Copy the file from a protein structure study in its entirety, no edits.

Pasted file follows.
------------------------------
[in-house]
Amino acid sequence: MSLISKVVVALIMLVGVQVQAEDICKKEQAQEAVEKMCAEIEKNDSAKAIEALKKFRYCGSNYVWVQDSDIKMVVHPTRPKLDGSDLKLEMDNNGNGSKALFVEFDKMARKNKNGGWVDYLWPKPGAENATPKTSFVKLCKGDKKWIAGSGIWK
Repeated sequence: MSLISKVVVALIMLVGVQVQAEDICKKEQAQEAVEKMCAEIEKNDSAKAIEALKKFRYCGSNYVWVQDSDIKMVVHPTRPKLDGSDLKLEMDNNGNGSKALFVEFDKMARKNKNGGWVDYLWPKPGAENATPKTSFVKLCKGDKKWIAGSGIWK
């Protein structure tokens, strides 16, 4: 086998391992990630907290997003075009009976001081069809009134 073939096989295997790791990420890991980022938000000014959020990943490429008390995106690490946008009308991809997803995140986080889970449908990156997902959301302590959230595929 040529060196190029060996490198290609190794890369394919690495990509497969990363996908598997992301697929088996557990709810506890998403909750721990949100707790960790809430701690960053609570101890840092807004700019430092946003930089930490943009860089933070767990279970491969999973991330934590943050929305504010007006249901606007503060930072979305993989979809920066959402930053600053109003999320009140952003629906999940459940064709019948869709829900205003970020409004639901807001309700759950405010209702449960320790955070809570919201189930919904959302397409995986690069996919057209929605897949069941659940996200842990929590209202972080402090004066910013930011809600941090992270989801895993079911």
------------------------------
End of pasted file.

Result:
[in-house]
Amino acid sequence: MSLISKVVVALIMLVGVQVQAEDICKKEQAQEAVEKMCAEIEKNDSAKAIEALKKFRYCGSNYVWVQDSDIKMVVHPTRPKLDGSDLKLEMDNNGNGSKALFVEFDKMARKNKNGGWVDYLWPKPGAENATPKTSFVKLCKGDKKWIAGSGIWK
Repeated sequence: MSLISKVVVALIMLVGVQVQAEDICKKEQAQEAVEKMCAEIEKNDSAKAIEALKKFRYCGSNYVWVQDSDIKMVVHPTRPKLDGSDLKLEMDNNGNGSKALFVEFDKMARKNKNGGWVDYLWPKPGAENATPKTSFVKLCKGDKKWIAGSGIWK
């Protein structure tokens, strides 16, 4: 086998391992990630907290997003075009009976001081069809009134 073939096989295997790791990420890991980022938000000014959020990943490429008390995106690490946008009308991809997803995140986080889970449908990156997902959301302590959230595929 040529060196190029060996490198290609190794890369394919690495990509497969990363996908598997992301697929088996557990709810506890998403909750721990949100707790960790809430701690960053609570101890840092807004700019430092946003930089930490943009860089933070767990279970491969999973991330934590943050929305504010007006249901606007503060930072979305993989979809920066959402930053600053109003999320009140952003629906999940459940064709019948869709829900205003970020409004639901807001309700759950405010209702449960320790955070809570919201189930919904959302397409995986690069996919057209929605897949069941659940996200842990929590209202972080402090004066910013930011809600941090992270989801895993079911």